Horse-like water spirits. Kelpies are shape-shifters. But their preferred form is that of a horse. They appear as powerful black stallions rushing through water, sometimes with fins on their backside.
- Use the water to the kelpie's advantage. It can grapple and drag its victims into the water for an easy kill.
- Though the kelpie can be a savage hunter, it is not made stupid by bloodlust. If an encounter is not going it's way, it will try to disappear into the water.
- A kelpie can be used in a non-combat encounter. You may find them shapeshifted in many forms. They may be willing to exchange information in return for interesting company - something they rarely have.
- A local fisherman spotted a stranger sitting by the river. He swears the man had hooves for feet.
- For some reason, dogs, oxen, and horses will no longer go near Moonrake river.
- Three people have drowned in the last month. Their bodies have chunks of flesh ripped out with unusually wide teeth marks.
As the deep purple of night fades to the bright orange of dawn, a fisherman stands at the edge of a swiftly moving river. He casts his line into the water, settling down on the grass damp with morning dew. He yawns and rubs the sleep from each eye in turn, one hand grasping his fishing rod. And then, he hears it: a high-pitched whinny that sends shivers up his spine.
He stands quickly and begins pulling in his line, telling himself the horse's call was far enough away for him to take care of his equipment. But alas, horses are fast, water horses more so. The river erupts near the shoreline, and there the creature comes on fast, its hair shining under the new sun, water streaming down its thick neck. Its cruel mouth opens wide, tearing into flesh and bone alike. The fisherman doesn’t even have time to scream before he’s pulled into the river.
A Beast of Many Forms
Some of the stories I’ve come across regarding Kelpies indicate the horse-like spirit-creatures live near bodies of water, while others take the position that these phantom beasts live within lakes, streams, and rivers themselves. One thing is common across all of the stories: Kelpies are dangerous, and eat men whenever given the chance.
Most that I have spoken to seem to agree that the kelpie can change its form to that of a human, choosing most often a beautiful, and scantily clad woman, intent on luring men to their dooms on riverbanks. The Kelpie’s usual form is that of a horse, most often described as a powerful all-black beast that rushes from the water to hunt on the shore. A few have claimed that the rear of the horse is finned, like that of a mermaid, and have created art to support their claims, but most write this off as needless dramatic embellishment of an already frightful creature. Another controversial claim is that a kelpie keeps its hooves when transformed into a human. True or not, perhaps it’s wise to glance at the feet of any stranger who approaches you near a lake!
One woman claims to have seen her son taken beneath the surface of a lake, from which he was never found again. A black stallion had risen from the water and made its way to the boy, and when the child touched the creature's mane, his hand was stuck fast. He struggled helplessly as the horse slowly walked back into the cold water, dragging him under the surface.
Misunderstood and Lonely
Not all who have encountered a kelpie speak of doom and death. Some claim the creatures, or at least a few of their kind, are merely looking for some sort of companionship. As lone, solitary creatures, some kelpies are believed to delight in sharing conversations and time with those who travel near their watery homes.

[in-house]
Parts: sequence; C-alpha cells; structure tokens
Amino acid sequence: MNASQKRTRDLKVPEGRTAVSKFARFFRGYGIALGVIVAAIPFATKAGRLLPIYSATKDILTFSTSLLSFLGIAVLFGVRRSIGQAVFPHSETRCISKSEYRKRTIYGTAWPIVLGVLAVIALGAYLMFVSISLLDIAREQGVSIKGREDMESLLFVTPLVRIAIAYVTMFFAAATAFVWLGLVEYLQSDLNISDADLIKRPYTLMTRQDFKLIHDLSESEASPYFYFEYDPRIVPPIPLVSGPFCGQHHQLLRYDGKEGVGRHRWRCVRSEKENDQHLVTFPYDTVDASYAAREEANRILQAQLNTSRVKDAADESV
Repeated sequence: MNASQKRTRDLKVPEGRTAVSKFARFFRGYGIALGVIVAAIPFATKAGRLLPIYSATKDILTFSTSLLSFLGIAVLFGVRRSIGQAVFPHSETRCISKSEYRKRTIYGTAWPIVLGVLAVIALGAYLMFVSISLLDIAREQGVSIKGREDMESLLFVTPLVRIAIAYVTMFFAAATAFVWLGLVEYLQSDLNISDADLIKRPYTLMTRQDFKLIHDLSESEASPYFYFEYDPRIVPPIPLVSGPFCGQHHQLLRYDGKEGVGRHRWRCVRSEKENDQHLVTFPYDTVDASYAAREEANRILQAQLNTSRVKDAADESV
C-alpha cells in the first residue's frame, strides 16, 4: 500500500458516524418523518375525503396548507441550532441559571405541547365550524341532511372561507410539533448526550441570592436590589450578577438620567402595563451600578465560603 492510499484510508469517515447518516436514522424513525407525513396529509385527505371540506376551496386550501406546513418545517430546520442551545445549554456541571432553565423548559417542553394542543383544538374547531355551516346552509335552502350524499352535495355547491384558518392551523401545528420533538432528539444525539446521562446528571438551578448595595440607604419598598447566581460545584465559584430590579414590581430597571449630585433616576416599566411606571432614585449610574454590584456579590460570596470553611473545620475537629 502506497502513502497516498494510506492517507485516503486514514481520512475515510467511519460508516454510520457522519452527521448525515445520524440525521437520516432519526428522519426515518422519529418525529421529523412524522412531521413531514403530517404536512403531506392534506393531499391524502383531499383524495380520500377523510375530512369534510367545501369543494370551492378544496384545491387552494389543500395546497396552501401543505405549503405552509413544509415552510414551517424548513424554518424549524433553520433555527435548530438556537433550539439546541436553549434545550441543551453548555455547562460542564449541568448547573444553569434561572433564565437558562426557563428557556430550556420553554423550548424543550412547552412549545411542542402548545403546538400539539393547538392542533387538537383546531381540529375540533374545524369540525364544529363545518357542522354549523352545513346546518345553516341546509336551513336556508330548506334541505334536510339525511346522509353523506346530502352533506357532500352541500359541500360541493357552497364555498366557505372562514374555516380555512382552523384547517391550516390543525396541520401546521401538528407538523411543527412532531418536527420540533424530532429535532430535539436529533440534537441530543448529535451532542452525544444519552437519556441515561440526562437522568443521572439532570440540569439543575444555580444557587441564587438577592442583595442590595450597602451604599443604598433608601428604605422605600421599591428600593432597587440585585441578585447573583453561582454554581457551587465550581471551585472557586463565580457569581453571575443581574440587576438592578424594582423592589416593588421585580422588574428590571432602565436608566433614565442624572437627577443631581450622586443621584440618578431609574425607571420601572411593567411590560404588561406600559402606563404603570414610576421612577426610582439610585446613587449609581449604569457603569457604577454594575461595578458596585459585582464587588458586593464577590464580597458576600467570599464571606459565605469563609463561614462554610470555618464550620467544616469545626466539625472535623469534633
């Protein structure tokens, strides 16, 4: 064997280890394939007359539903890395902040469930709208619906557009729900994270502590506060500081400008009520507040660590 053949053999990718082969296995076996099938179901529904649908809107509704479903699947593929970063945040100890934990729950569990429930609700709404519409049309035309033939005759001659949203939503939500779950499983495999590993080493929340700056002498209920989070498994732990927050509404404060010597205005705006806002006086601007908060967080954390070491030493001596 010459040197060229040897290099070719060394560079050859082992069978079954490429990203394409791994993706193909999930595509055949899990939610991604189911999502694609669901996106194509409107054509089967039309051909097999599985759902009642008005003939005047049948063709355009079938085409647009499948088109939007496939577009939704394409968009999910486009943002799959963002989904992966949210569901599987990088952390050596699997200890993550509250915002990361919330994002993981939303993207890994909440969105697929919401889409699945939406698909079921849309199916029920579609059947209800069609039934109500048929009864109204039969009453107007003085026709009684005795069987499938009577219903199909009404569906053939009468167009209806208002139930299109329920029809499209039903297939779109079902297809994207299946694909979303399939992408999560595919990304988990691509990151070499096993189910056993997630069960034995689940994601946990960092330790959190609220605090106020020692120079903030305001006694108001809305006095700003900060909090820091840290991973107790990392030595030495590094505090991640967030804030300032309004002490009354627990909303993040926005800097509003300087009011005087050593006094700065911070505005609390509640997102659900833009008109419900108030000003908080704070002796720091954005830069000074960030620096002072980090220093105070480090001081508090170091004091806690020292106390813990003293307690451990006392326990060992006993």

Kelpie are popular creatures who have counterparts in many regions, and as such have been included in many stories and paintings. There have even been simplistic cave paintings of the aquatic beasts, such as the one uncovered by the famed monster hunter Geralt of Rivia. Stories of at least one kelpie are common at almost every body of water in Scotland, and the creature shares many aspects with various other monsters in nearby and distant lands, including the very similar wihwin of Central America, and bunyip out of Australia. Whether these creatures are also kelpie or cousins of a sort, I have not yet been able to ascertain.
Facing off Against A Kelpie
During my travels, I have come across more than one person who has claimed to have fought a kelpie and come out ahead, or at the very least knows someone who has. One youth was said to have been stuck to the horse by way of touch, much like the story I presented to you above. This boy used a quick wit, and a lot of courage, to free himself from the beast as it tried to drag him under the water. He pulled a sharp dagger from his belt and hacked off several of his fingers, freeing himself and taking the chance to swim to shore and escape.
Another man I spoke with claims his father once came across a kelpie disguised as an old man sitting on the edge of a stone bridge that spanned a river. The old man was friendly and amiable, but something instinct raised the alarms within him. Instead of befriending the old man, he struck him in the head with a hammer (he worked as a builder of some kind, and was on his way home from the job site). The old man let out an otherworldly shriek and transformed right before him, revealing his true form – a horse as black as pitch. The horse then dove off the bridge and into the water.
According to some who have made professional monster hunters, fire is a useful tool for taking down kelpie. But since water usually extinguishes fire, this is a theory I would not be keen on testing!
Written by Giles Ravensong.